Earlier, I posted Velleius Paterculus’ contemplation of the clustering of geniuses in specific fields in one era. One does not often associate unparalleled and original thought with this historian, but his consideration of this phenomenon seems pretty unique and somewhat out of place with his brief history.

We don’t really need a Gladwellian just-so explanation to go with his observation. His answer seems rather well-engaged with human psychology as it is. Although he hedges that the explanation he offers is true (quas esse veras) he wins me over in offering what he thinks is likely (sed fortasse veri similes).

Apart from the article I cited from Malcolm Gladwell,  I have the sense that I have read about this phenomenon before, I just can seem to think of the right author or terminology.  Any suggestions?

Why Are Similar Minds Clustered Together in History?

Velleius Paterculus, History of Rome I.17

“Who can be surprised enough at the fact that the most prominent minds of each discipline tend to gather together in the same form and the same short period of time, no less than the way animals of different types tend to group together, separated from foreign species, in one group when enclosed in the same pen? Don’t minds capable of distinguished accomplishment separate themselves from different natures in the similarity both of their eras and their pursuits? A single span of time, not lasting many years, made tragedy illustrious through men of divine spirit: Aeschylus, Sophocles, Euripides. Similarly, one era perfected that ancient form of comedy under the auspices of Cratinus, Aristophanes and Eupolis; And Menander and his peers—in age more than in accomplishment—Philemos and Phiphilus—created the form of New Comedy and made it impossible to imitate. So, too, the brilliant minds of philosophers inspired by Socrates’ speech—whom we mentioned earlier—how long did they thrive after the deaths of Plato and Aristotle? What repute existed among orators before Isocrates or after his students and their followers? They were together in so narrow a span of time that none of them worthy of mention could have avoided being seen by another one!”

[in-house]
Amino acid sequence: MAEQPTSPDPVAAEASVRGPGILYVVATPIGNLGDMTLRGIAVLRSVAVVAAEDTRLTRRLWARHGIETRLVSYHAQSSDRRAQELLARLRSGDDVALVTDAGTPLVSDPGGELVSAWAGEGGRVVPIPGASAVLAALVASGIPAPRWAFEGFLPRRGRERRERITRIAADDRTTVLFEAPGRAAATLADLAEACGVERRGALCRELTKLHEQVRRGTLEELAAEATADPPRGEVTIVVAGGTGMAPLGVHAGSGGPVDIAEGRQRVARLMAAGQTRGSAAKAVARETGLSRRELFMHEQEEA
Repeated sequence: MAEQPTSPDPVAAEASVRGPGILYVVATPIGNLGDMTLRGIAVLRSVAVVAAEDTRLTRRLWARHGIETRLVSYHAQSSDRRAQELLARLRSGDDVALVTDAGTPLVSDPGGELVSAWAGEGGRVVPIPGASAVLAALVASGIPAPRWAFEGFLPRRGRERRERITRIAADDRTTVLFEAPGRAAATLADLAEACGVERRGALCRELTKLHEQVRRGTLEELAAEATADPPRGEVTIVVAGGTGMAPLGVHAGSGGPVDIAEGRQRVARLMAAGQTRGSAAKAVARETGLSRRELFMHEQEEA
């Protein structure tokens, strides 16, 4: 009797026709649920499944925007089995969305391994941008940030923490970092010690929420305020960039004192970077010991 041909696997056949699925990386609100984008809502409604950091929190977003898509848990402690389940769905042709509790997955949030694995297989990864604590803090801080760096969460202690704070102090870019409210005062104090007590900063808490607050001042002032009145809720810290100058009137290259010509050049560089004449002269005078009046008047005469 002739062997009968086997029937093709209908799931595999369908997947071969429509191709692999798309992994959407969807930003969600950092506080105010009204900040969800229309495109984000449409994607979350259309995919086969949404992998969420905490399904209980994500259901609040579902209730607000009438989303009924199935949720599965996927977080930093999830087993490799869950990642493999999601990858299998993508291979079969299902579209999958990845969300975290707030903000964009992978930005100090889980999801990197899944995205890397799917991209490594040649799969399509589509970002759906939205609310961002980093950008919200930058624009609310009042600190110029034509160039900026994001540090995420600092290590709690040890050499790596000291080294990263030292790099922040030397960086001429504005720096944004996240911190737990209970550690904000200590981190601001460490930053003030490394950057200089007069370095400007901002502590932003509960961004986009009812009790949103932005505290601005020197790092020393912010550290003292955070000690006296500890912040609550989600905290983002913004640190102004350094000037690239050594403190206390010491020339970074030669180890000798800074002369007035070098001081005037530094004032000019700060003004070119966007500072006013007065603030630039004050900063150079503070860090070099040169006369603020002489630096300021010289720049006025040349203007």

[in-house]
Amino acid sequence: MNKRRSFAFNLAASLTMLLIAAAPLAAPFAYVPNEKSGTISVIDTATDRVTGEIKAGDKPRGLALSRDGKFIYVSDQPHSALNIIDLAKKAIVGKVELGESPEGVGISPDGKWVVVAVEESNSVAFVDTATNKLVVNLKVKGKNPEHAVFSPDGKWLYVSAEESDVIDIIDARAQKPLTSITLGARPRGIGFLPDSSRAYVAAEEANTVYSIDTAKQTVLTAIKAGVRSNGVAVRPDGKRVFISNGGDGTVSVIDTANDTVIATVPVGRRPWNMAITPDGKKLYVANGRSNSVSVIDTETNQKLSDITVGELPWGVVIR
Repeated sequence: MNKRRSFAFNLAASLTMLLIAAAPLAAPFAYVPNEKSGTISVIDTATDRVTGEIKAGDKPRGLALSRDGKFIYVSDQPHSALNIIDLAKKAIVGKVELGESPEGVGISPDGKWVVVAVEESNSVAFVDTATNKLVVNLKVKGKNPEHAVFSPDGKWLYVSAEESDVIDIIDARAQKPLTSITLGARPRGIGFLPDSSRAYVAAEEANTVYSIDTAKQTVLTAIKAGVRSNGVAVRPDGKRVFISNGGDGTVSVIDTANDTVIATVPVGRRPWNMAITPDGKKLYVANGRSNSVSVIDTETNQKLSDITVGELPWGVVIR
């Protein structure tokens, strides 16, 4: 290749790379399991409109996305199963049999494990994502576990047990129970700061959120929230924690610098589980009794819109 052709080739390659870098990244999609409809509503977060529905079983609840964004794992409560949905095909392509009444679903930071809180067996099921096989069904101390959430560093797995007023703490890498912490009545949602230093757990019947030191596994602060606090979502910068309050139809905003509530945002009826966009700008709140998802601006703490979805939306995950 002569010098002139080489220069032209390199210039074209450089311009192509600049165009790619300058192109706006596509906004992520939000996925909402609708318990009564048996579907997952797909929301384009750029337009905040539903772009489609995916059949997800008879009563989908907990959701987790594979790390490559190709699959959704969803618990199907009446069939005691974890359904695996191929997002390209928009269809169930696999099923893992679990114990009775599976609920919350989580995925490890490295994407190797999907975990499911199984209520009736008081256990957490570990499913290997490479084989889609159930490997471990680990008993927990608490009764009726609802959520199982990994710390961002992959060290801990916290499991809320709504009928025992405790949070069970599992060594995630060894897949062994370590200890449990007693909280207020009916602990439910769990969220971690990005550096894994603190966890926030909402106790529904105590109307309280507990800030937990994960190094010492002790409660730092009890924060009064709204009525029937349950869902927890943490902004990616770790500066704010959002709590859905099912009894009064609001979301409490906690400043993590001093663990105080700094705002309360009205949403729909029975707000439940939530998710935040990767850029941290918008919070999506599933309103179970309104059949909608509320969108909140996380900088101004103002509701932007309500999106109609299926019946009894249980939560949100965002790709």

2 Quis enim abunde mirari potest, quod eminentissima cuiusque professionis ingenia in eandem formam et in idem artati temporis congruere spatium, et quemadmodum clausa capso aliove saepto diversi generis animalia nihilo minus separata alienis in unum quodque corpus congregantur, ita cuiusque clari operis capacia ingenia in similitudine et temporum et profectuum semet ipsa ab aliis separaverunt? 3 Una neque multorum annorum spatio divisa aetas per divini spiritus viros, Aeschylum, Sophoclen Euripiden, inlustravit tragoediam; una priscam illam et veterem sub Cratino Aristophaneque et Eupolide comoediam; ac novam comicam Menander aequalesque eius aetatis magis quam operis, Philemo ac Diphilus, et invenere intra paucissimos annos neque imitandam reliquere. 4 Philosophorum quoque ingenia Socratico ore defluentia omnium, quos pauco ante enumeravimus, quanto post Platonis Aristotelisque mortem floruere spatio? 5 Quid ante Isocratem, quid post eius auditores eorumque discipulos clarum in oratoribus fuit? Adeo quidem artatum angustiis temporum, ut nemo memoria dignus alter ab altero videri nequiverint.


Velleius Paterculus may have been ahead of his time in considering such intellectual and cultural clusters—in fact, this is exactly the type of thing Malcolm Gladwell might write about. Velleius has some answers of his own.  [Coming later!]